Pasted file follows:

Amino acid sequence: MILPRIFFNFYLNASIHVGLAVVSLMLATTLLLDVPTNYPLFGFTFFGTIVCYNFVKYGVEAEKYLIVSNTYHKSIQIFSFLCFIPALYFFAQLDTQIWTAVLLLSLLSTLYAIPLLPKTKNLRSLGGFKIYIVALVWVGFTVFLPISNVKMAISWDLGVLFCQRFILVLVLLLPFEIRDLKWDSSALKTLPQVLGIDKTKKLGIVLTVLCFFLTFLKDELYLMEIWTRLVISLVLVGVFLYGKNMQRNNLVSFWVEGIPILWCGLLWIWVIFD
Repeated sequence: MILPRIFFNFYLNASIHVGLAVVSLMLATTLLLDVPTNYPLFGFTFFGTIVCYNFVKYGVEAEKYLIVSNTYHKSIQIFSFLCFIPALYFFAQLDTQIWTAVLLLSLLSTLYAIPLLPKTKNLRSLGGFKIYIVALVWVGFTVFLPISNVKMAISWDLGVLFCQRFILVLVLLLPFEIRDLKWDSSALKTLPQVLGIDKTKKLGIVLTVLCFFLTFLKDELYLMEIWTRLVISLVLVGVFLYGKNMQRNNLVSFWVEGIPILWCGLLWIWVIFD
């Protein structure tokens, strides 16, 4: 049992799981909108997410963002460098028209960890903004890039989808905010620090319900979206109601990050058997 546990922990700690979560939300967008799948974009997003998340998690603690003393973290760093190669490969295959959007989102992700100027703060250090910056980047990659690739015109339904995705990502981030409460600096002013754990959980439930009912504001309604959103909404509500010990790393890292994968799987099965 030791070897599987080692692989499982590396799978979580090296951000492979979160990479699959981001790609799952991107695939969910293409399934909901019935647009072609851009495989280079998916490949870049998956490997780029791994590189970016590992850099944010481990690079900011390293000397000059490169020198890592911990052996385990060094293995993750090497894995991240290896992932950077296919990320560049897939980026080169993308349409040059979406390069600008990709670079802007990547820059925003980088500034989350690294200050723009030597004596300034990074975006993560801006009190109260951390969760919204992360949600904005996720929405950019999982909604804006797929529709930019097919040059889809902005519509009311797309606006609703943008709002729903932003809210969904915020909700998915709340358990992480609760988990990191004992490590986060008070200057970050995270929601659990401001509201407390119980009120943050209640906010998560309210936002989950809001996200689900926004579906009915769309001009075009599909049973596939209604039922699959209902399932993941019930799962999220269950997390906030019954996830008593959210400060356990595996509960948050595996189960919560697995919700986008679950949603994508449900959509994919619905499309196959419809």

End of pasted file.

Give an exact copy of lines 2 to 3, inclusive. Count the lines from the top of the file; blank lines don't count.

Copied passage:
Repeated sequence: MILPRIFFNFYLNASIHVGLAVVSLMLATTLLLDVPTNYPLFGFTFFGTIVCYNFVKYGVEAEKYLIVSNTYHKSIQIFSFLCFIPALYFFAQLDTQIWTAVLLLSLLSTLYAIPLLPKTKNLRSLGGFKIYIVALVWVGFTVFLPISNVKMAISWDLGVLFCQRFILVLVLLLPFEIRDLKWDSSALKTLPQVLGIDKTKKLGIVLTVLCFFLTFLKDELYLMEIWTRLVISLVLVGVFLYGKNMQRNNLVSFWVEGIPILWCGLLWIWVIFD
């Protein structure tokens, strides 16, 4: 049992799981909108997410963002460098028209960890903004890039989808905010620090319900979206109601990050058997 546990922990700690979560939300967008799948974009997003998340998690603690003393973290760093190669490969295959959007989102992700100027703060250090910056980047990659690739015109339904995705990502981030409460600096002013754990959980439930009912504001309604959103909404509500010990790393890292994968799987099965 030791070897599987080692692989499982590396799978979580090296951000492979979160990479699959981001790609799952991107695939969910293409399934909901019935647009072609851009495989280079998916490949870049998956490997780029791994590189970016590992850099944010481990690079900011390293000397000059490169020198890592911990052996385990060094293995993750090497894995991240290896992932950077296919990320560049897939980026080169993308349409040059979406390069600008990709670079802007990547820059925003980088500034989350690294200050723009030597004596300034990074975006993560801006009190109260951390969760919204992360949600904005996720929405950019999982909604804006797929529709930019097919040059889809902005519509009311797309606006609703943008709002729903932003809210969904915020909700998915709340358990992480609760988990990191004992490590986060008070200057970050995270929601659990401001509201407390119980009120943050209640906010998560309210936002989950809001996200689900926004579906009915769309001009075009599909049973596939209604039922699959209902399932993941019930799962999220269950997390906030019954996830008593959210400060356990595996509960948050595996189960919560697995919700986008679950949603994508449900959509994919619905499309196959419809």